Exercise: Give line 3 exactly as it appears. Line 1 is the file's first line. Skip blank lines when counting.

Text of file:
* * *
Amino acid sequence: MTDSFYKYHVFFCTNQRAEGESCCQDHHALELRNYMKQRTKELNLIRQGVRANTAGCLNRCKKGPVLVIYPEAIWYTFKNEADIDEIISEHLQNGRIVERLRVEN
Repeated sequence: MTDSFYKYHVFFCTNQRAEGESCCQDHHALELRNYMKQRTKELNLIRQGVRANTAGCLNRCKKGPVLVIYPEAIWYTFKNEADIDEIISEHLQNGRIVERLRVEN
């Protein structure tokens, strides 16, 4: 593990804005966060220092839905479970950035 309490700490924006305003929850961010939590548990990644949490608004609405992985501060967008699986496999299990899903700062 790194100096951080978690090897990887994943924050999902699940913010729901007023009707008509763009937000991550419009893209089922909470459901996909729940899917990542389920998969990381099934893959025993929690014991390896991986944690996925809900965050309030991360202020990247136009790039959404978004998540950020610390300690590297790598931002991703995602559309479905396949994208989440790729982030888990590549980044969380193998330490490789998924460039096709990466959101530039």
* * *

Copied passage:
């Protein structure tokens, strides 16, 4: 593990804005966060220092839905479970950035 309490700490924006305003929850961010939590548990990644949490608004609405992985501060967008699986496999299990899903700062 790194100096951080978690090897990887994943924050999902699940913010729901007023009707008509763009937000991550419009893209089922909470459901996909729940899917990542389920998969990381099934893959025993929690014991390896991986944690996925809900965050309030991360202020990247136009790039959404978004998540950020610390300690590297790598931002991703995602559309479905396949994208989440790729982030888990590549980044969380193998330490490789998924460039096709990466959101530039």